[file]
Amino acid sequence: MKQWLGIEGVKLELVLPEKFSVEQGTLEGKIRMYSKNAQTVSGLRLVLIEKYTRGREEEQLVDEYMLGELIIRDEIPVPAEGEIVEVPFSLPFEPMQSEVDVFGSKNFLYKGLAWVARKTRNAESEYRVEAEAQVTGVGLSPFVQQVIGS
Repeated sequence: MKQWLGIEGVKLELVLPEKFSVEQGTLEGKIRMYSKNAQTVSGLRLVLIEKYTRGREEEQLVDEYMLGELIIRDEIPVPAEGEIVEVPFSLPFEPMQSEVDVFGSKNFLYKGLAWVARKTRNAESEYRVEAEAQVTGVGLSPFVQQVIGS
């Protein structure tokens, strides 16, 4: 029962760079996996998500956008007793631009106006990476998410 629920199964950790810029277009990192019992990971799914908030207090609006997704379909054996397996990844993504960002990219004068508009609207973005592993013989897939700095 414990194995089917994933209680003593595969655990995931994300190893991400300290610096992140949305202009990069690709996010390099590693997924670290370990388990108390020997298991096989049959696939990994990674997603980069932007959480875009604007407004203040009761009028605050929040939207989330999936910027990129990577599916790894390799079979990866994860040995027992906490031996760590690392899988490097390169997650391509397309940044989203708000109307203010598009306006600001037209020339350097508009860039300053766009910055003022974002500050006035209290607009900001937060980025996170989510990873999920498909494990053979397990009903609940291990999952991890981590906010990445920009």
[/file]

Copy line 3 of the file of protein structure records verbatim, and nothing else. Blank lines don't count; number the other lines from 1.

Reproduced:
């Protein structure tokens, strides 16, 4: 029962760079996996998500956008007793631009106006990476998410 629920199964950790810029277009990192019992990971799914908030207090609006997704379909054996397996990844993504960002990219004068508009609207973005592993013989897939700095 414990194995089917994933209680003593595969655990995931994300190893991400300290610096992140949305202009990069690709996010390099590693997924670290370990388990108390020997298991096989049959696939990994990674997603980069932007959480875009604007407004203040009761009028605050929040939207989330999936910027990129990577599916790894390799079979990866994860040995027992906490031996760590690392899988490097390169997650391509397309940044989203708000109307203010598009306006600001037209020339350097508009860039300053766009910055003022974002500050006035209290607009900001937060980025996170989510990873999920498909494990053979397990009903609940291990999952991890981590906010990445920009």